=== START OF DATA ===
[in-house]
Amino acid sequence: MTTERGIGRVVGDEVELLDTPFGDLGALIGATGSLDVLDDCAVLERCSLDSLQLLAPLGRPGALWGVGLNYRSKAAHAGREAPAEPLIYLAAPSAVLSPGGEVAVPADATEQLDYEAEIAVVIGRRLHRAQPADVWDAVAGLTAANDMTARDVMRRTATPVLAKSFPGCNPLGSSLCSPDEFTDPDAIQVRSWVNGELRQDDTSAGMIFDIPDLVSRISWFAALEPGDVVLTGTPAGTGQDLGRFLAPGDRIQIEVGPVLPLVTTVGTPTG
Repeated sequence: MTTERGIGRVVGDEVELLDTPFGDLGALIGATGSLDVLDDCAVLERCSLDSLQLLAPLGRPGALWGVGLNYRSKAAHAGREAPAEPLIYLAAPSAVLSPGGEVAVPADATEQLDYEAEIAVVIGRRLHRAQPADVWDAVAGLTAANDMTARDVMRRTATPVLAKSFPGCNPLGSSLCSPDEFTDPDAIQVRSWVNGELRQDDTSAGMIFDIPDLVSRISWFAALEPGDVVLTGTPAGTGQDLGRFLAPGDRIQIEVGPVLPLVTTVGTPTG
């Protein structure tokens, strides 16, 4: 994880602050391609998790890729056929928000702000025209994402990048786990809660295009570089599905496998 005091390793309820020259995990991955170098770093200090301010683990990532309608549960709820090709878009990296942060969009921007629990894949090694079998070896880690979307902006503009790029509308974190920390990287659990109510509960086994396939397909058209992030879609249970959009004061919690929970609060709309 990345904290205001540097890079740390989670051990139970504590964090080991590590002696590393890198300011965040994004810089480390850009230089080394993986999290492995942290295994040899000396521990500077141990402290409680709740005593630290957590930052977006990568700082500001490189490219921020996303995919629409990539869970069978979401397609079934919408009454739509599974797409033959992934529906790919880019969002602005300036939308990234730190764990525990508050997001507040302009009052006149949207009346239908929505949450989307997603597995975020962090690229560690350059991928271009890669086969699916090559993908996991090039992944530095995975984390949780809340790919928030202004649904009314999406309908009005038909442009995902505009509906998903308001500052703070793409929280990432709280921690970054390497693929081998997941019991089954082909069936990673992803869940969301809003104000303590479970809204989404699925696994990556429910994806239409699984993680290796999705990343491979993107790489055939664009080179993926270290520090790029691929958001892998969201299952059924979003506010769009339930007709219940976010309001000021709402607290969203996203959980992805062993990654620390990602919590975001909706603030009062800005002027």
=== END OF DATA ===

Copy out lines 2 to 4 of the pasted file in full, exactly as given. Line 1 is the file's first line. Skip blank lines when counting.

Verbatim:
Amino acid sequence: MTTERGIGRVVGDEVELLDTPFGDLGALIGATGSLDVLDDCAVLERCSLDSLQLLAPLGRPGALWGVGLNYRSKAAHAGREAPAEPLIYLAAPSAVLSPGGEVAVPADATEQLDYEAEIAVVIGRRLHRAQPADVWDAVAGLTAANDMTARDVMRRTATPVLAKSFPGCNPLGSSLCSPDEFTDPDAIQVRSWVNGELRQDDTSAGMIFDIPDLVSRISWFAALEPGDVVLTGTPAGTGQDLGRFLAPGDRIQIEVGPVLPLVTTVGTPTG
Repeated sequence: MTTERGIGRVVGDEVELLDTPFGDLGALIGATGSLDVLDDCAVLERCSLDSLQLLAPLGRPGALWGVGLNYRSKAAHAGREAPAEPLIYLAAPSAVLSPGGEVAVPADATEQLDYEAEIAVVIGRRLHRAQPADVWDAVAGLTAANDMTARDVMRRTATPVLAKSFPGCNPLGSSLCSPDEFTDPDAIQVRSWVNGELRQDDTSAGMIFDIPDLVSRISWFAALEPGDVVLTGTPAGTGQDLGRFLAPGDRIQIEVGPVLPLVTTVGTPTG
């Protein structure tokens, strides 16, 4: 994880602050391609998790890729056929928000702000025209994402990048786990809660295009570089599905496998 005091390793309820020259995990991955170098770093200090301010683990990532309608549960709820090709878009990296942060969009921007629990894949090694079998070896880690979307902006503009790029509308974190920390990287659990109510509960086994396939397909058209992030879609249970959009004061919690929970609060709309 990345904290205001540097890079740390989670051990139970504590964090080991590590002696590393890198300011965040994004810089480390850009230089080394993986999290492995942290295994040899000396521990500077141990402290409680709740005593630290957590930052977006990568700082500001490189490219921020996303995919629409990539869970069978979401397609079934919408009454739509599974797409033959992934529906790919880019969002602005300036939308990234730190764990525990508050997001507040302009009052006149949207009346239908929505949450989307997603597995975020962090690229560690350059991928271009890669086969699916090559993908996991090039992944530095995975984390949780809340790919928030202004649904009314999406309908009005038909442009995902505009509906998903308001500052703070793409929280990432709280921690970054390497693929081998997941019991089954082909069936990673992803869940969301809003104000303590479970809204989404699925696994990556429910994806239409699984993680290796999705990343491979993107790489055939664009080179993926270290520090790029691929958001892998969201299952059924979003506010769009339930007709219940976010309001000021709402607290969203996203959980992805062993990654620390990602919590975001909706603030009062800005002027």